Wednesday, November 15, 2023

Eagle Nest, Butte Peaks - BLM Lands, Luna County


There is an archway opening in the cliff here

Eagle Nest

Eagle Nest

Late blooming ocotillo

Eagle Nest

I visited the Butte Peaks and Eagle Nest in the far southeastern part of Luna County a couple of weeks ago. I've been wanting to visit these little mountains that rise very steeply from the desert plains and playas for awhile now, but until recently I had not really scoped out the best way to get out there. Well, I've got it figured out now and despite the fact that I ended going all the way to Columbus, NM and then backtracking, the roads I used still ended up a time (and anxiety) saver. Only had time for two short hikes, so there's not really much to report. At Butte Peaks there were some prospects, on the east side of the mountain, but since there were no shafts, tunnels or tailings, I believe they may have been for building stone.

Butte Peaks

 In the sand dunes just to the south of Eagle Nest I found a few sherds of brown pottery, and lithic debris of a very dense yellow shale. On the peak just to the east there was a substantial stone tower that could be seen at a distance. My subsequent research leads me to believe it is not border marker from before the Gadsden Strip was purchased. I don't know what it is for, but hope to investigate further on another trip. Hiking back to the 4Runner I noticed tilted sedimentary beds peaking out from the sand and gravel. More research revealed that this area has some complex geology involving thrust faults, overturned beds and older beds lying on top of younger ones.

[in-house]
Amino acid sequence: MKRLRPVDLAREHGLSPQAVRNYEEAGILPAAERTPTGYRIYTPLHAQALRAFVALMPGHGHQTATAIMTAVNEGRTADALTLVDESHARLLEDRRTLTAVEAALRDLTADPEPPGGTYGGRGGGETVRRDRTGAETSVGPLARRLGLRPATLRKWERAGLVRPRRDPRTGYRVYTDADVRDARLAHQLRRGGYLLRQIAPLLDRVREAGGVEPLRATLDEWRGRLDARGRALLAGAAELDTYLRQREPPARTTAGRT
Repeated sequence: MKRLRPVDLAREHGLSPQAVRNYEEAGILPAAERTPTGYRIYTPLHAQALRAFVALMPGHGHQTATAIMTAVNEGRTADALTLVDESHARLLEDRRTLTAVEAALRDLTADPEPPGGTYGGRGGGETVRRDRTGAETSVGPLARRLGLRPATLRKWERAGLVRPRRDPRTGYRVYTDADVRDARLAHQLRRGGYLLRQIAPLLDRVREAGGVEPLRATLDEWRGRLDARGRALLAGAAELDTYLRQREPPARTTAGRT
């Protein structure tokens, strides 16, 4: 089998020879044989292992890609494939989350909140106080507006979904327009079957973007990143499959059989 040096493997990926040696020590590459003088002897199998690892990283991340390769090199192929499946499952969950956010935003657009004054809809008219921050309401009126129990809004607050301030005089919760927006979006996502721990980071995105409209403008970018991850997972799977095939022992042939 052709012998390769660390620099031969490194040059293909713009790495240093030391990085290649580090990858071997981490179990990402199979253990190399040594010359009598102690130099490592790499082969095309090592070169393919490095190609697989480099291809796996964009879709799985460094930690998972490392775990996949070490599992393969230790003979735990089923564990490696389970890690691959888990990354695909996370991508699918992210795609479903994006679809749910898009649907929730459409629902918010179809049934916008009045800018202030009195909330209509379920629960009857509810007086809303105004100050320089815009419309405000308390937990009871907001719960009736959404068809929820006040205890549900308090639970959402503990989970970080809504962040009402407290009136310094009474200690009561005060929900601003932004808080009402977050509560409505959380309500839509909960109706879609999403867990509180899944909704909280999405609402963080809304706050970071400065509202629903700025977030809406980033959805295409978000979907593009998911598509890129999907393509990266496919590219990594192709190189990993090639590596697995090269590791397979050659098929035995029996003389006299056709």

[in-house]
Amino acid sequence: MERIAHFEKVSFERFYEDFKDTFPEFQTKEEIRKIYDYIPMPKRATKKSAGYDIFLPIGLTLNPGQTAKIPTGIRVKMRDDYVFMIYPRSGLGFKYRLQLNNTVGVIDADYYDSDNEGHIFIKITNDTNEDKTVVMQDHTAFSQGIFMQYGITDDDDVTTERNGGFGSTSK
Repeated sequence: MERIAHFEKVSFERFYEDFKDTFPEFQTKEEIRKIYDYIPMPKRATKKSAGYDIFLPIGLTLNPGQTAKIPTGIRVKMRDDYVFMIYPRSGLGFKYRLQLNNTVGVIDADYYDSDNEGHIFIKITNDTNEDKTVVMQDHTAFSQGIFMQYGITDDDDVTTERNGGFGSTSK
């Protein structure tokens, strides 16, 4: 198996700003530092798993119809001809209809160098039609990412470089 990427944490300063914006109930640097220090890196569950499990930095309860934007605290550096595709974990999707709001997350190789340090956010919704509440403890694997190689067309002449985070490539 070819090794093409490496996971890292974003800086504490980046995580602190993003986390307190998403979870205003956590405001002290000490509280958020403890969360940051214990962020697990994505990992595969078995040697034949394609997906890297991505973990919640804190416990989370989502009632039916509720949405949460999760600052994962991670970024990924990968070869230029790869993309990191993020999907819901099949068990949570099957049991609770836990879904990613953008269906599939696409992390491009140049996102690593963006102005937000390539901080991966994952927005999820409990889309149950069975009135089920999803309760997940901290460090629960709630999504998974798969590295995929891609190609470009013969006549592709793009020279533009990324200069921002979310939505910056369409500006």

It was  warm for the last week of October. Recent rains had a few ocotillo blooming. Lizards scurried but no snakes were seen. I was glad in the late afternoon to be hiking in the shadow cast by the massive east facing cliff of limestone at Eagle Nest.

NOTE: After driving through the old POL Ranch and leaving the maintained county road that dead ends there, the roads out here range from the almost okay to the truly miserable. Also, it's best to have a navigator with you and some kind of GPS app like Gaia or On-X, because there will be route finding for sure. Don't count on following tire tracks because this area is so seldom visited in many places there aren't any.

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